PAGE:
Mr. SPECTER. Mr. President, I have sought recognition to introduce today a bill that strengthens the Armed Career Criminal Act in response to a series of Supreme Court rulings, which wrongly have restricted when and how the Act is applied, and have caused unnecessary and costly litigation with inconsistent results throughout our Federal court system. The Department of Justice has provided extensive technical assistance in the drafting of this bill over many months. I am introducing this legislation, so the next Congress can have my views on this subject.
The Armed Career Criminal Act provides certain and harsh penalties for criminals who are considered especially dangerous because of their prior serious criminal convictions and subsequent possession of a firearm. It has proven to be one of the strongest crime fighting tools in protecting the public from repeat offenders who are armed.
The Act mandates a 15-year sentence for offenders who have already accumulated three prior convictions for a violent felony or serious drug offense, and are convicted in Federal court for possessing a firearm in violation of section 922(g) of title 18, United States Code. The Armed Career Criminal Act, also referred to as section 924(e) of title 18, United States Code, was part of the Omnibus Crime Control Act passed by the 98th Congress in 1984. The 99th Congress broadened its reach by expanding the crimes that trigger the mandatory 15 year sentence.
The Act provides Federal prosecutors with the ability to take the most dangerous and violent criminals--a small percentage responsible for as much as 70 percent of all crimes--out of circulation. Its effectiveness, however, has been seriously undermined by Supreme Court decisions that have severely limited its reach and needlessly complicated its application. Specifically, these decisions have unfairly restricted what documents a judge may review in order to determine whether a prior conviction triggers the Act's sentencing enhancement, and too narrowly restricted the Act's definition of violent crime. The bill I am introducing, called the Armed Career Criminal Sentencing Act of 2010, negates the impact of these rulings.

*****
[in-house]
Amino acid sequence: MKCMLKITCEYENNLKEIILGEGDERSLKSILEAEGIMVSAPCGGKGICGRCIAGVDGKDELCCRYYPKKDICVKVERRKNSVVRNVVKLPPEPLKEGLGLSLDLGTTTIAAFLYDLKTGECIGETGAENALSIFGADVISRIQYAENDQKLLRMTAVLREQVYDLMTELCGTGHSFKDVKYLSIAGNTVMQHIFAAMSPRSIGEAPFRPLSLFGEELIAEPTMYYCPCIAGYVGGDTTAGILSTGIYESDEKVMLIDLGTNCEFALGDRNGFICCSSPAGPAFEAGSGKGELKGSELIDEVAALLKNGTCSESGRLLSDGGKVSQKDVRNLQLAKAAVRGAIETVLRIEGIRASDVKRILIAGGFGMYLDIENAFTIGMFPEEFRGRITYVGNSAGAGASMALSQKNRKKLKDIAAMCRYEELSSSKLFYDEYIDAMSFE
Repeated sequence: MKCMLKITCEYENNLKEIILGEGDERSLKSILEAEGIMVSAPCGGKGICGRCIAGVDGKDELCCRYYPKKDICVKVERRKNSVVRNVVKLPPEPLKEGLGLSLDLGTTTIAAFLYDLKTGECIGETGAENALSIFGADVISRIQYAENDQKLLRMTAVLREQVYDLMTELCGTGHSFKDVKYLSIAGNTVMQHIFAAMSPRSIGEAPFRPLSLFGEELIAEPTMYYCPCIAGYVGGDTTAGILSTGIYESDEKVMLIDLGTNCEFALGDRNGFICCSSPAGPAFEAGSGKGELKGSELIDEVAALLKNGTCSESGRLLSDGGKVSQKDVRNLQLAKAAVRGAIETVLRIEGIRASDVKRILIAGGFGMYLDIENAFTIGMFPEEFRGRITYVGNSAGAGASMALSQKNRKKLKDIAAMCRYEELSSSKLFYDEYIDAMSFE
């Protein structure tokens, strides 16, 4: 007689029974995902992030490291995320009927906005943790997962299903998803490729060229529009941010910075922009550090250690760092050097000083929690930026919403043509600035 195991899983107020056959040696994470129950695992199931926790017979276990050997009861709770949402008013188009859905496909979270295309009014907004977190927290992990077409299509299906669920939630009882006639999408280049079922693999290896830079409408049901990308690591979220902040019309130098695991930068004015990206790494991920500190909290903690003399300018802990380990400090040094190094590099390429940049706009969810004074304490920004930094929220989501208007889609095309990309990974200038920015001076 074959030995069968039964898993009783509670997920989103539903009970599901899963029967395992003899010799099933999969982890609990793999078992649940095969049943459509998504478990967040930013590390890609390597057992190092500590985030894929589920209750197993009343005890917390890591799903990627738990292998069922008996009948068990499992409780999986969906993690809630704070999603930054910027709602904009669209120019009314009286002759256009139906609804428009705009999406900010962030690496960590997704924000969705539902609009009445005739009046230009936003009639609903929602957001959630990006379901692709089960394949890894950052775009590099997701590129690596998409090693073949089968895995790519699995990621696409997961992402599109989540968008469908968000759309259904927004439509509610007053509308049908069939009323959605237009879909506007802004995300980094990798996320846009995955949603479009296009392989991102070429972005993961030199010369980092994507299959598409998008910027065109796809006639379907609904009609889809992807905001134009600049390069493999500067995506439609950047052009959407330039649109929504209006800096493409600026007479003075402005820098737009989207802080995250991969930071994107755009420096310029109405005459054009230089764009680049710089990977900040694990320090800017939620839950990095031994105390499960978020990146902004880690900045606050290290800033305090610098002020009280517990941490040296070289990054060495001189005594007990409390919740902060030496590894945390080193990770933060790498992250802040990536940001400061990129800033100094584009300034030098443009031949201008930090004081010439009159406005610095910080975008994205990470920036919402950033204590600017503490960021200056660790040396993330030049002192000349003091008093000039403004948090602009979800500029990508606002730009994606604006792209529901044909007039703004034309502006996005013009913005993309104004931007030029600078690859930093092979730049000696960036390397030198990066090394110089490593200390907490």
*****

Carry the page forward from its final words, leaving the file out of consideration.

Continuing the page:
In Taylor v. United States, 495 U.S. 575, 1990, and Shepard v. United States, 544 U.S. 13 (2005), the Supreme Court has required that district courts apply a ``categorical approach'' when determining whether certain prior convictions trigger the enhanced sentence under section 924(e) of title 18, United States Code. This has led to increased litigation, as well as random and contradictory sentencing results. It has also put an unnecessary burden on the courts.
The ``categorical approach'' prevents Federal judges from looking at reliable evidence of the facts of qualifying prior convictions and instead only permits Federal judges to review the language of the statute of conviction and certain limited judicial records, such as the charging document, the jury instructions, and the change of plea colloquy. The Supreme Court of the United States has said that its reading of section 924(e) in this regard is colored, in part, by concern that to permit a more probing judicial inquiry could raise right-to-jury-trial issues because the sentence enhancement under section 924(e) increases the statutory maximum sentence of 10 years under section 922(g) to life imprisonment. Under Apprendi v. New Jersey, 530 U.S. 466, 490, 2000, a case decided after the enactment of the Armed Career Criminal Act, any facts, other than prior convictions, which may be used to increase the sentence of a defendant beyond the statutory maximum sentence must be proven to a jury beyond a reasonable doubt.
There have been frequent instances in which armed career criminals have not been sentenced consistent with congressional intent due to this Supreme Court precedent that has significantly narrowed the applicability of section 924(e) and prevented judges from exercising their historic sentencing discretion and judgment.
Few statutory sentencing issues have led to such costly and time-consuming litigation at every level of the Federal court system as the determination of whether the broad range of criminal offenses under State and local law qualify categorically as crimes of violence or serious drug trafficking offenses.
Among the 50 States and territories, there are significant disparities in the content and formulation of State and local criminal laws. There are also differing charging and recordkeeping practices. Based on such fortuities as this, the Supreme Court's precedent has caused an irrational divergence of Armed Career Criminal Act sentences. Fundamental principles of equality and fair treatment, as well as the imperative of vigorously protecting public safety, require far more uniform administration and implementation of the sentencing provisions under section 924(e).
Federal judges are capable of examining and evaluating reliable evidence to determine if a particular conviction or series of convictions merits enhancement and should be entrusted to continue their historic role as sentencing fact finders.